(Rendering by navajo)
According to the report, more than 70 percent of the tens of millions of offshore acres currently under lease are inactive, neither producing nor currently subject to approved or pending exploration or development plans. Out of nearly 36 million acres leased offshore, only about 10 million acres are active—leaving nearly 72 percent of the offshore leased area idle.
In the lower 48 states, an additional 20.8 million acres, or 56 percent of onshore leased acres, remain idle.
In the long run, we need to wean the nation—and the rest of the world—off these fossil fuels insofar as they are burned for transportation, pumping massive gobs of CO2 into the atmosphere and altering our climate in detrimental ways we can both foresee as well as only guess at.
There are some places, deep-water off-shore places, Arctic wilderness places, for instance, where oil and gas production should be more limited than it is now or prohibited outright. Some techniques, like hydraulic fracking, and some resources, like oil shale, should not be part of the mix now. But in the transition to non-fossil fuels, some exploration and production are going to continue for a considerable while. And if they are going to continue on public land, then, in the words of Interior Secretary Ken Salazar, leases should be developed "in a timely and responsible manner and with a fair return to taxpayers."
The industry says the Obama administration is presenting an unfair picture of the situation. American Petroleum Institute Pres. Jack N. Gerard said the administration is trying to distract voters from what the industry considers bad policies standing in the way of more drilling:
“It’s absurd to contend the industry pays the government billions of dollars every year in bonus bids and rents to leave land idle,” he maintained. [The industry] develops leases as expeditiously as it can—often in the face of inordinate delays the administration’s own policies create. The administration is being willfully misleading when it identifies leases as idle when companies are seeking permits, doing exploratory drilling, or fighting lawsuits.”Uh-huh. The administration has opened up tens of millions of acres of land for oil and gas leasing. It held a lease auction last year and it's holding another one this year. Drilling is now at its highest level since the Reagan administration. The industry was upset because the White House held back on leasing while BP was spewing millions of barrels of oil into the Gulf of Mexico. It's upset that it has to pay more to lease each acre. It's upset that some modest new restrictions have been placed on drilling. And no doubt it's upset about the shutting down of its cozy arrangement of partying and sleeping with employees of a now-extinct division of the Department of Interior charged with governing leases.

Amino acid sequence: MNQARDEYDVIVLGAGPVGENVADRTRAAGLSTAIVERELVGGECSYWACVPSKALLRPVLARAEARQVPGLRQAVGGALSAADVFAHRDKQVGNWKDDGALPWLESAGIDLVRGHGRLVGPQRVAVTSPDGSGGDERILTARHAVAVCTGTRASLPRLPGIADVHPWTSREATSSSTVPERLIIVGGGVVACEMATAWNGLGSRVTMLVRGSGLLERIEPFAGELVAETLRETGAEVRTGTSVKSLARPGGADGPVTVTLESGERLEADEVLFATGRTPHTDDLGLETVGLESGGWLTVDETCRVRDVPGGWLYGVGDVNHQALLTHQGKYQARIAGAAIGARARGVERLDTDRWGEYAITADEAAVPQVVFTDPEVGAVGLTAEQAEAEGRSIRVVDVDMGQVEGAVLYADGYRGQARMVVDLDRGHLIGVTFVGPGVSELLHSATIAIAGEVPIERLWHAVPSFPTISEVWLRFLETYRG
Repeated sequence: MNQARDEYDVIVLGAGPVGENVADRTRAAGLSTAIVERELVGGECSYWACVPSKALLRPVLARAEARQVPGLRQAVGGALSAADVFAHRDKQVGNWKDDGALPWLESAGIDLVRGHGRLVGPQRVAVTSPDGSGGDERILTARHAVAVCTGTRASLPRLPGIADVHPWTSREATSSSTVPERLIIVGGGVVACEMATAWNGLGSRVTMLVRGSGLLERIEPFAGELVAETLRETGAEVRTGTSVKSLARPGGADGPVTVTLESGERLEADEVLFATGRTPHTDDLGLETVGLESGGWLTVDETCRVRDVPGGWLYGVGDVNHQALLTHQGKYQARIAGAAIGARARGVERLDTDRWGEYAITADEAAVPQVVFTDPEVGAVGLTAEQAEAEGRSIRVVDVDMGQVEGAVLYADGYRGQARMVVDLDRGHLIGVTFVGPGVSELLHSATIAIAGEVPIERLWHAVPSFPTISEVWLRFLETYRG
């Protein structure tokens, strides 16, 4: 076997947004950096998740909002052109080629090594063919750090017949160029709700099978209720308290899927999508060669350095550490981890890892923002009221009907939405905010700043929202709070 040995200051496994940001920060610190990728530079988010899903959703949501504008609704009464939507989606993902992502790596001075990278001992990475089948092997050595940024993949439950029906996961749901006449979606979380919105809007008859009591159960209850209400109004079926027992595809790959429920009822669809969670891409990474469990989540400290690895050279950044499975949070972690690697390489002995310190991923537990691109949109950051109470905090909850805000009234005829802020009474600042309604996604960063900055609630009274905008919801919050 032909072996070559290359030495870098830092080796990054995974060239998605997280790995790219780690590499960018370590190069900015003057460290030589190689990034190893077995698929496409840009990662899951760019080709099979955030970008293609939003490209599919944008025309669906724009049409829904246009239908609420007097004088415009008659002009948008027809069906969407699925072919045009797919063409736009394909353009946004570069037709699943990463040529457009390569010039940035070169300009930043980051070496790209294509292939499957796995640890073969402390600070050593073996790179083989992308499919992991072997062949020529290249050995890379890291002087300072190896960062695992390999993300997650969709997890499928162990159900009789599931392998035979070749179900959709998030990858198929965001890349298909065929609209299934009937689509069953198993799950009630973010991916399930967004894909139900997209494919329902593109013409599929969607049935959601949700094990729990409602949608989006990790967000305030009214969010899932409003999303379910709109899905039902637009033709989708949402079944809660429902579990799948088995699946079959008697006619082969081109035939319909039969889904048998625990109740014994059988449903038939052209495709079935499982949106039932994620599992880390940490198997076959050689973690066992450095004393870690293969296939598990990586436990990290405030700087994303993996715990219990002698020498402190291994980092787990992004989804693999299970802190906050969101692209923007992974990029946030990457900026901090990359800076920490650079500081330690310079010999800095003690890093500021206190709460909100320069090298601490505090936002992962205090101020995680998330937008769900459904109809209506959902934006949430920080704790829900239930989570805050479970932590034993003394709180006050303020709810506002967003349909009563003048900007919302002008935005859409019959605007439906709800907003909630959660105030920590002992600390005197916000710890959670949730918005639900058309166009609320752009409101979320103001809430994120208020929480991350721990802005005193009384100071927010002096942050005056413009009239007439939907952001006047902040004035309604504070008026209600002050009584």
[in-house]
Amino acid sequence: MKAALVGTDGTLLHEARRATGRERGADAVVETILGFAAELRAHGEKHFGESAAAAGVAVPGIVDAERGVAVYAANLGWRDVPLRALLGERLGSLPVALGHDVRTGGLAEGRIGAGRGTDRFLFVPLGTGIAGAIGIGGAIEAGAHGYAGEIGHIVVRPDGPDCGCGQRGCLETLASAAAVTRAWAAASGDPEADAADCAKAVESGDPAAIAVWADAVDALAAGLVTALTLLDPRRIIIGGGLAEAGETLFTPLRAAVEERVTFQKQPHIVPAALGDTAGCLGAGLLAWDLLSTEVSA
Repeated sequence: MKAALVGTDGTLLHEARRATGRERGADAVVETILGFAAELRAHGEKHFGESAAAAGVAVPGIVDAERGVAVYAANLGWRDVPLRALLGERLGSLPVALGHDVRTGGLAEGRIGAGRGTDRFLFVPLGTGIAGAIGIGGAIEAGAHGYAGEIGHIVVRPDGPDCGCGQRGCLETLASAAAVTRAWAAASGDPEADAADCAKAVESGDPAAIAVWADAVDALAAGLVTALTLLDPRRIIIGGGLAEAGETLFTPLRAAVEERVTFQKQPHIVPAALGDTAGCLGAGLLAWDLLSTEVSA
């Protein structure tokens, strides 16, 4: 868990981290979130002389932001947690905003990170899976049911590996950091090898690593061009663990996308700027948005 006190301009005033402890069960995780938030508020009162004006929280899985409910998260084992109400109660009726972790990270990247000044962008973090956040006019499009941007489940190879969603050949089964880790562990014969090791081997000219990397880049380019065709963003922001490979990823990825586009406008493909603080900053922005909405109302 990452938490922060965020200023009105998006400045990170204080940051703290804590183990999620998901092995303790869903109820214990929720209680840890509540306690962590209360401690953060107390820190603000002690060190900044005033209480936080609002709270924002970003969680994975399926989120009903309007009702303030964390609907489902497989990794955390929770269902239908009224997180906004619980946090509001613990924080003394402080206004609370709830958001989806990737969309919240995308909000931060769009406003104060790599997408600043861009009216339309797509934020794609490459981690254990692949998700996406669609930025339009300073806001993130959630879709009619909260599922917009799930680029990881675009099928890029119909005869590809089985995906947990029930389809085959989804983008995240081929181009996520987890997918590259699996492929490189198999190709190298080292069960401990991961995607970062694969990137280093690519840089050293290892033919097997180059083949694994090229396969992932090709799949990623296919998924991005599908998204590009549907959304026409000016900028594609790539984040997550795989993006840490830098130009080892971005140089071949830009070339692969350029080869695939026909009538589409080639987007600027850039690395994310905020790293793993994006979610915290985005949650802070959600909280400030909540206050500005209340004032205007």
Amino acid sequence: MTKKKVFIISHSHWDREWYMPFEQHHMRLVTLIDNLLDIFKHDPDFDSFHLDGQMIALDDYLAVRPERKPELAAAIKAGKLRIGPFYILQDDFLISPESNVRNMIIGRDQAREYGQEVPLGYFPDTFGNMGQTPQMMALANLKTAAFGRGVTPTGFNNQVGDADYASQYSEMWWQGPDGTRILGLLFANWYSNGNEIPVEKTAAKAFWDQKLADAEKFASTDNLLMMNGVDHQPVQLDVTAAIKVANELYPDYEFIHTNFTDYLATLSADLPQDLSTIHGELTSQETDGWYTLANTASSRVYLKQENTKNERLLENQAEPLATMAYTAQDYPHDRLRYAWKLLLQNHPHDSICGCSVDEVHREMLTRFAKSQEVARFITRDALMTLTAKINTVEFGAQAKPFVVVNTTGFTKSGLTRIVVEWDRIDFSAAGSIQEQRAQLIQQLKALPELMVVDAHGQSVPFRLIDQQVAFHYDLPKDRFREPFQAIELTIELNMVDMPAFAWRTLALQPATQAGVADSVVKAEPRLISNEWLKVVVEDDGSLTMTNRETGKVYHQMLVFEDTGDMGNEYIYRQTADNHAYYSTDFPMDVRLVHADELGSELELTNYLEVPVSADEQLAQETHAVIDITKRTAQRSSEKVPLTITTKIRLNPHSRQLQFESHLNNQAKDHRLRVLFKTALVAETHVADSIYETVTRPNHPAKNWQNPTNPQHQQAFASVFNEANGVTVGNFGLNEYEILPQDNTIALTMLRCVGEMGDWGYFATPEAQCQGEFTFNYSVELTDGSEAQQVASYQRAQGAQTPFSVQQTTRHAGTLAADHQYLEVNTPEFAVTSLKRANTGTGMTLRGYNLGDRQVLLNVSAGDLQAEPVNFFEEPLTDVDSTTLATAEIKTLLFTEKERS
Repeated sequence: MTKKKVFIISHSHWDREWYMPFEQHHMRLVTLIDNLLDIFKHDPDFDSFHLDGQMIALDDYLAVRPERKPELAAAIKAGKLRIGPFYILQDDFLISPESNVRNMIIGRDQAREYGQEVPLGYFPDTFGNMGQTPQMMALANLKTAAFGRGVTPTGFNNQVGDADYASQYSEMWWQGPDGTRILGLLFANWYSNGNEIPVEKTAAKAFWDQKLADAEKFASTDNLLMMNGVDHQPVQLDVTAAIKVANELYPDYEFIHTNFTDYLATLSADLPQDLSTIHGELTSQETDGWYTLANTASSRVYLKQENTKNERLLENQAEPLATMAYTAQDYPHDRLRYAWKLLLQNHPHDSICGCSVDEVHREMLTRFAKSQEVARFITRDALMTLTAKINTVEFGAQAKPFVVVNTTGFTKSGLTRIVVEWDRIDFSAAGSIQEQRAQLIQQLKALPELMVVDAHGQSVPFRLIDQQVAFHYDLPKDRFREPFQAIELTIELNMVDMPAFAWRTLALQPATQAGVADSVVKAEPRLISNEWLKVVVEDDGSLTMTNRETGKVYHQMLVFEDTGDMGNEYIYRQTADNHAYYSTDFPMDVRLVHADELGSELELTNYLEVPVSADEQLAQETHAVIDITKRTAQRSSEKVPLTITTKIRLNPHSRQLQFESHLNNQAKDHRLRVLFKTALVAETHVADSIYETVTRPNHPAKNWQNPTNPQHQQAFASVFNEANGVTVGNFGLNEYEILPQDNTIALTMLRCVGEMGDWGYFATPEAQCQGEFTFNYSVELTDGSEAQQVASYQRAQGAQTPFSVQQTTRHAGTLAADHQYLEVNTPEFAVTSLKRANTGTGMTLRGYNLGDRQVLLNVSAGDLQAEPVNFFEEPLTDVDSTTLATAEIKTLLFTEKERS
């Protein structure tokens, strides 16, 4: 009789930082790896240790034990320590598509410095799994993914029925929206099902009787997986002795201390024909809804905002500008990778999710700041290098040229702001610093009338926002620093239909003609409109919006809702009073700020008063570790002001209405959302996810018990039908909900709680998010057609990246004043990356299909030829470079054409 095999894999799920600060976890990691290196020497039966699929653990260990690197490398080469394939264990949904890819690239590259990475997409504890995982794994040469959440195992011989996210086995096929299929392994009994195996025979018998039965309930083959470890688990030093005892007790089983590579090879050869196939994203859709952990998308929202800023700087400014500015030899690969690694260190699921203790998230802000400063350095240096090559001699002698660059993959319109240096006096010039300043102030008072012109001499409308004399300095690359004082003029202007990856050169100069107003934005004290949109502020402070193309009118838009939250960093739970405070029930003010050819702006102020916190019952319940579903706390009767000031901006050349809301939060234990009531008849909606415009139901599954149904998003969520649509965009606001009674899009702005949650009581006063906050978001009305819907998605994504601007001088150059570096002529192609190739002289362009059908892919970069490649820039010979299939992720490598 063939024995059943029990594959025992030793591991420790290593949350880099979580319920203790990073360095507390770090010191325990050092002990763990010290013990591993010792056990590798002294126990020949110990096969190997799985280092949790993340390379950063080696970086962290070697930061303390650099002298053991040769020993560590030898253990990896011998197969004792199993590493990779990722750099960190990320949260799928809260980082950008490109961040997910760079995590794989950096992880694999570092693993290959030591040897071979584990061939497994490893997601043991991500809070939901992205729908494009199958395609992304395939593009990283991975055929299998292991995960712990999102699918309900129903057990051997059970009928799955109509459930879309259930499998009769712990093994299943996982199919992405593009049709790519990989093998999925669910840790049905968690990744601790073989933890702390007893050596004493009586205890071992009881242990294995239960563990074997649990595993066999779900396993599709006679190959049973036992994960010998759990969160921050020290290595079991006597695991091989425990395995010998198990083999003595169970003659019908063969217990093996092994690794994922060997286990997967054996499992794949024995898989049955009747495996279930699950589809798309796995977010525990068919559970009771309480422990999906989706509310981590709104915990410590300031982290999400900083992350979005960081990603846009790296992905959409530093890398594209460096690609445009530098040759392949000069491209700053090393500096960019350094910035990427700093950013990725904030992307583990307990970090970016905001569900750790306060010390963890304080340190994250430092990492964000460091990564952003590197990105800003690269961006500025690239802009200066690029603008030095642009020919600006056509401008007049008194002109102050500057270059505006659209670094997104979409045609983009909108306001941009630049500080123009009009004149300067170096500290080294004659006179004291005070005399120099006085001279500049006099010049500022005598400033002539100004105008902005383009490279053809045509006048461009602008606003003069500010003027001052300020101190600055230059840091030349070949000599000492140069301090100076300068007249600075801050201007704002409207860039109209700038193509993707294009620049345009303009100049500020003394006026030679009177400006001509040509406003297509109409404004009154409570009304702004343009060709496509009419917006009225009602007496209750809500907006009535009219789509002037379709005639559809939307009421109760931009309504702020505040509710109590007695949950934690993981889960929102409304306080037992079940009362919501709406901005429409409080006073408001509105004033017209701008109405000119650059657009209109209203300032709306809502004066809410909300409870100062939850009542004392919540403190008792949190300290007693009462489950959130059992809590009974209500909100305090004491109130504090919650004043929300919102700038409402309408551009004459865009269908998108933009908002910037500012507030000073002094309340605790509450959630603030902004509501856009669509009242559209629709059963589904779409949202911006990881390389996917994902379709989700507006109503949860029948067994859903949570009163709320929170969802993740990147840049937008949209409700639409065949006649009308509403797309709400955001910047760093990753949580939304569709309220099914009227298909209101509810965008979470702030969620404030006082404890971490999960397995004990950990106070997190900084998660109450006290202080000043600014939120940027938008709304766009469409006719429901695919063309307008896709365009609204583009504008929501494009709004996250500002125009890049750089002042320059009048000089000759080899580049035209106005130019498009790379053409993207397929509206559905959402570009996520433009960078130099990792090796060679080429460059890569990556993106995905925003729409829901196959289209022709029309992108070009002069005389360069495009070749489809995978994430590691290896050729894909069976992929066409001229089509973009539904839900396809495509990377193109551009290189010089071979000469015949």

Currently, the industry has three Colorado Republican congressmen in its pocket pushing three outrageous pieces of legislation designed to cut the public out of the leasing review process:
H.R. 4383 creates a $5,000 fee for individuals who wish to participate in the decision-making process for oil and gas development on publicly owned lands. That includes families living near drilling sites who could be forced to live with the effects of drilling on their air and drinking water.If these bills manage somehow to clear Congress, President Obama should ink up that too-little used veto stamp and deep-six them with as much ceremony that is given to bills that get signed.
H.R. 4382 outlaws the right of public, local governments, and stakeholders to review lease sales, preventing new information from affecting leasing decisions. It also prevents the BLM from revising leasing plans.
H.R. 4381 gives oil companies first crack at all federal lands, rather than creating a level playing field between renewable energy and fossil fuels. It puts drilling über alles – making it the primary use of public lands above scientific, scenic, historical, ecological, environmental, air and atmospheric, water resource, and archeological values.
The fact of the matter is the oil-and-gas industry isn't being held back by onerous red tape on developing land it's leased. It's not using 7,000 already-approved drilling permits for federal and Indian lands. 7,000. Already got the lease. Already got the final permit to go ahead. So what's the problem again?
If Big Oil were producing energy from its own bullshit, we'd already be free of fossil fuel.